While the majority of the assets that cybersecurity teams work with are digital, one of the most important elements isn’t a computer at all: it’s the human beings that use these systems. A large part of successful cybersecurity efforts involve making sure that users don’t do any damage— this means helping them avoid malware, phishing attempts and questionable downloads that could contain viruses.
Malicious individuals are constantly working to do damage to organizations and their users, looking to find new security holes to exploit and profit off of. Threats are therefore constantly changing and need to be adapted to, however, by recognizing the most common threats a cybersecurity professional is able to roll with the punches and develop better security processes. The following are a few of the most regularly encountered threats:
The malicious actors working to do damage are regularly referred to as hackers. They can use any of the tools below, but can also develop other ways to do harm and are the biggest problem because they, like any human being, can be unpredictable.
A program that can have a wide range of negative effects on a computer or system. Typically, a virus infects a single program and then proceeds to replicate itself, spreading throughout the system and becoming a greater problem with time.
A variant on viruses, often employing the same kind of malicious, replicating code. Malware is sometimes differentiated by initially appearing as something positive, like a program that claims it will “speed up” your computer. It then proceeds to do the opposite, but by then it’s too late.
Ransomware is a still more specific variety of malware that locks down specific elements of a computer system, while offering a way to communicate with the attacker. These cybercriminals then claim they will remove the malicious program once they are paid, literally holding the user’s machine for ransom.
An often subtle form of cyber attack, phishing involves any kind of false communication between a cybercriminal and a user. They will often send out emails, texts or other forms of communication that seek to get users to click on malicious links, download files that contain viruses or try to get personal information from the user.
Distributed Denial of Service (DDoS)
An increasing problem for large organizations, a DDoS attack involves overloading a specific server or service with traffic. By sending an influx of communications to a server, they can then prevent the intended users from actually employing the service itself.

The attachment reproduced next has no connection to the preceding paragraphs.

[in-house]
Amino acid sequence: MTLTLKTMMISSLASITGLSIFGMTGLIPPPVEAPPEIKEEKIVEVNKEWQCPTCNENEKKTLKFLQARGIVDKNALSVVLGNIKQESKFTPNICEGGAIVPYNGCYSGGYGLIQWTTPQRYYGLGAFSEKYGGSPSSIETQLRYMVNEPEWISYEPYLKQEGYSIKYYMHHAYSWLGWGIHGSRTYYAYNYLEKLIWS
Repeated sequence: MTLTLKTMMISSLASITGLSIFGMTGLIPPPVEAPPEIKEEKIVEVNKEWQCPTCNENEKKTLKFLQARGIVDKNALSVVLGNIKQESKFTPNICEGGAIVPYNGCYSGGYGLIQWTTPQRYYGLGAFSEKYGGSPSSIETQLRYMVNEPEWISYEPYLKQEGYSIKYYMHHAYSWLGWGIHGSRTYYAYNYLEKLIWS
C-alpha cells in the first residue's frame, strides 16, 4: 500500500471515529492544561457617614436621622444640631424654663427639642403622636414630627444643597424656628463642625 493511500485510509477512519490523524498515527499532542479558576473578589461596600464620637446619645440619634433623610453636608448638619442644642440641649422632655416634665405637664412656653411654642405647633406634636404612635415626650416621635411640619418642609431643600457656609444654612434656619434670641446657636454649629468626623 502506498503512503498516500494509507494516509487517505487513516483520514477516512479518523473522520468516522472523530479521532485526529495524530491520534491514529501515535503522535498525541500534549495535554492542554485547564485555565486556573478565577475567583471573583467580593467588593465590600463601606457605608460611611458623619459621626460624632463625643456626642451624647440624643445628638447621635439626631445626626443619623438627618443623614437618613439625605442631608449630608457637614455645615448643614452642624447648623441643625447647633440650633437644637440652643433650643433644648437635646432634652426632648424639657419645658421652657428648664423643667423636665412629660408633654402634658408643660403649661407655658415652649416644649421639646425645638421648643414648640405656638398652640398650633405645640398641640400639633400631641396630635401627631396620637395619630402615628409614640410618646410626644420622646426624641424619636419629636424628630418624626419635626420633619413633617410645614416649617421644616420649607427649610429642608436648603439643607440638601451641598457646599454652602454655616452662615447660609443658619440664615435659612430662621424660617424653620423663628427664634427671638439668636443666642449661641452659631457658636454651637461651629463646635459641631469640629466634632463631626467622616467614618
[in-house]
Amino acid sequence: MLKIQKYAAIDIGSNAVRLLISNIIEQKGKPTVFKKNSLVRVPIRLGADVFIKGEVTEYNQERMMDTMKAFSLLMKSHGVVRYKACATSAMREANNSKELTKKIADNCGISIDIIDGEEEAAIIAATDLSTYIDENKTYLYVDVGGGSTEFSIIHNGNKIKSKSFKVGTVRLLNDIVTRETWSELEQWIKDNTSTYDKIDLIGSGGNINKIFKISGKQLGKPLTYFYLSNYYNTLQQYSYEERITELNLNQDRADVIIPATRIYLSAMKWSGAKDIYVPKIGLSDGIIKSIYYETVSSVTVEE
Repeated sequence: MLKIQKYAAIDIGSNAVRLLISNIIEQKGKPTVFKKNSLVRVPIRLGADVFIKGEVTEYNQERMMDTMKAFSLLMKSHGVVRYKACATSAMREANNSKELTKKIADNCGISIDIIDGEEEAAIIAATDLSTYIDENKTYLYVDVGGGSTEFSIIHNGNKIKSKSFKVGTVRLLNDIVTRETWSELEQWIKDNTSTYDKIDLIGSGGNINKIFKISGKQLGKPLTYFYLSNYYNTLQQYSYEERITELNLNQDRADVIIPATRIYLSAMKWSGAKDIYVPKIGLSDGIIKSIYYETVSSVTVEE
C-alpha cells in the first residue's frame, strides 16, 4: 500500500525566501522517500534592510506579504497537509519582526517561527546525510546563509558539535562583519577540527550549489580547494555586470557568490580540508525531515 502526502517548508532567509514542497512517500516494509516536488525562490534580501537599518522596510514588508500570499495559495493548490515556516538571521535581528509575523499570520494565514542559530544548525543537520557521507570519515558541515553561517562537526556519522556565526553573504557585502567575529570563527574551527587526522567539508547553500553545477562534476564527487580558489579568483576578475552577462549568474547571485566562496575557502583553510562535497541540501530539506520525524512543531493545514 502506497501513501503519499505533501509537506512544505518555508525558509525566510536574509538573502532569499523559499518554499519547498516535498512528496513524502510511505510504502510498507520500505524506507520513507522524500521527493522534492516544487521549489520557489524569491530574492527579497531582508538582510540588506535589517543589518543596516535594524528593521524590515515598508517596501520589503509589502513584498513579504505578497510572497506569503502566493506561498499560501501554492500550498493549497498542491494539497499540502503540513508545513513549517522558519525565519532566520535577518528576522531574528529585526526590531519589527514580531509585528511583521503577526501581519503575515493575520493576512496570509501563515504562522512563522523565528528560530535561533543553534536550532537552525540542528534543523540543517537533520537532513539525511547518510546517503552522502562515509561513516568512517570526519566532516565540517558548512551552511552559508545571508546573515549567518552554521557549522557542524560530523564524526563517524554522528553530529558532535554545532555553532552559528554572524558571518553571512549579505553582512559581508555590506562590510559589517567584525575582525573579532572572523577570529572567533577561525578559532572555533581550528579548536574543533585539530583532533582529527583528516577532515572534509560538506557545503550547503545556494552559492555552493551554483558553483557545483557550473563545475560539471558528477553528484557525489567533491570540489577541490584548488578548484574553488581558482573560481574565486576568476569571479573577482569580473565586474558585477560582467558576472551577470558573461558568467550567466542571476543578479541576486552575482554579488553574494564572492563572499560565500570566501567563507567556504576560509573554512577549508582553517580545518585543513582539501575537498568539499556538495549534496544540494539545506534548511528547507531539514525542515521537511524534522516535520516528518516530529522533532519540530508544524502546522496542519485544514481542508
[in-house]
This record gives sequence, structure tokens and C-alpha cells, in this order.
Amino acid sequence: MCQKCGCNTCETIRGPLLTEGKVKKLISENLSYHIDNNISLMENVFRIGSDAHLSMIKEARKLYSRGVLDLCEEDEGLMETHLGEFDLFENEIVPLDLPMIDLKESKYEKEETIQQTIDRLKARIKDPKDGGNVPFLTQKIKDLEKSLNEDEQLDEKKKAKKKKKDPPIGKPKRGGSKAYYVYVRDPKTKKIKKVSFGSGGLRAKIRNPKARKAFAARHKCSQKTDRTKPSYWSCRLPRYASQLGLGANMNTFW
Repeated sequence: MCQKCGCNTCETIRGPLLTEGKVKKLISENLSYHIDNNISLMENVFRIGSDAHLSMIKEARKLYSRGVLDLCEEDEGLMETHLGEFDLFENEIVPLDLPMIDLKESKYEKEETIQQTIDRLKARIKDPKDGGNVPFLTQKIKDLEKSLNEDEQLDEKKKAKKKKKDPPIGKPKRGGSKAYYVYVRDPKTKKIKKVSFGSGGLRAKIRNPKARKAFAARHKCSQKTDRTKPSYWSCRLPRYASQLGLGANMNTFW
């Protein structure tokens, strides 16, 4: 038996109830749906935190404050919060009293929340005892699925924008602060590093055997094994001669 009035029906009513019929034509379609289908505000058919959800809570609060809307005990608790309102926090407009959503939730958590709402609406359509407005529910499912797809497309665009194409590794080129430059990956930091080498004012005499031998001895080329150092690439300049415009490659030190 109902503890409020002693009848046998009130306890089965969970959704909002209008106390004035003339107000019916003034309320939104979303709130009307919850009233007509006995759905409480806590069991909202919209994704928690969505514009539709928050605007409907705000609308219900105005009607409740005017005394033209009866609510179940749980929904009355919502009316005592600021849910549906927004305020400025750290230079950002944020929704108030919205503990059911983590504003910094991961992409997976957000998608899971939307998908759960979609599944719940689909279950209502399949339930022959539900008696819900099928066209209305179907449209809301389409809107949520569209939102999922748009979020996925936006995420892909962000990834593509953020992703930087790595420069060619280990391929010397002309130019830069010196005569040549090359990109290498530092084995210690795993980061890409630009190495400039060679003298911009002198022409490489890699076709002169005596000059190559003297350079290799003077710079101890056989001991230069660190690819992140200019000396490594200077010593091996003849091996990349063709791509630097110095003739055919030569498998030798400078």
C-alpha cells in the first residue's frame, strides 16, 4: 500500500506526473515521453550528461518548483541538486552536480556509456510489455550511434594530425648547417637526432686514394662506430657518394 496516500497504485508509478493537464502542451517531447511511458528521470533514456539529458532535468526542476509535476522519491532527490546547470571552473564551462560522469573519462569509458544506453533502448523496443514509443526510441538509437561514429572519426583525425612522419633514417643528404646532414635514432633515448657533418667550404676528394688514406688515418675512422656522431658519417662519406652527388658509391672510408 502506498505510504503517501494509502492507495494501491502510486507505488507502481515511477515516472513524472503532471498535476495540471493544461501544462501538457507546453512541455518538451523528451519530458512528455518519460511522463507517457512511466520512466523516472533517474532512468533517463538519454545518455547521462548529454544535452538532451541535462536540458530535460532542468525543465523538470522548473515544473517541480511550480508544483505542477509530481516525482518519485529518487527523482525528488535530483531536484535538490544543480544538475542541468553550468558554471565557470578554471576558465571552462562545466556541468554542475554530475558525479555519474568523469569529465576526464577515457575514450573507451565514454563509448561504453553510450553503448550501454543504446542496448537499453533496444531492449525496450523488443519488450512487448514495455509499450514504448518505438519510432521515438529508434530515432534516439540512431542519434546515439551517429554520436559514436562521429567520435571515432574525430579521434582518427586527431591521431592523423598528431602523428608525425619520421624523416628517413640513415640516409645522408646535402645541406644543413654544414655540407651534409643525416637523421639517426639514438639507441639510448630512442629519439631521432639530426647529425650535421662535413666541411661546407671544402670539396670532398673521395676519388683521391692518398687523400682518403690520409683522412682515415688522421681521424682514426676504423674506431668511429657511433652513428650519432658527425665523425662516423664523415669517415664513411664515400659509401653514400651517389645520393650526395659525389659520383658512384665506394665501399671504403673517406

Key Cybersecurity Skills
Those involved in the industry must cultivate a variety of skills to succeed, though these are the most recommended skills for cybersecurity:
Understanding how to program, including how programming languages work, can be key to successfully building cybersecurity processes. Being able to program quickly and effectively is essential for responding to cyber threats.
Knowing how systems interact with the cloud is of growing importance, as when data is being transferred between cloud and device it may be vulnerable.
White Hat Hacking
Developing hacking techniques with the intent to combat malicious hackers is known as white hat hacking, and may be the most important skill for a cybersecurity expert to develop throughout their career.
Booting Up Your Career In Cybersecurity
Now for the real question, does all of this sound particularly interesting to you? Does understanding cybersecurity have you itching to see what kind of role you could play in the industry? The good news is that it isn’t hard to break into the industry with the right training and education, and today you can find all kinds of online resources to set you on that path.
The Cybersecurity Bootcamp with Stony Brook University can provide you with all the resources you need to prepare for a career in cybersecurity. Best of all, this kind of online program is tailor made to work with you, helping you learn all you need while still fitting into your schedule.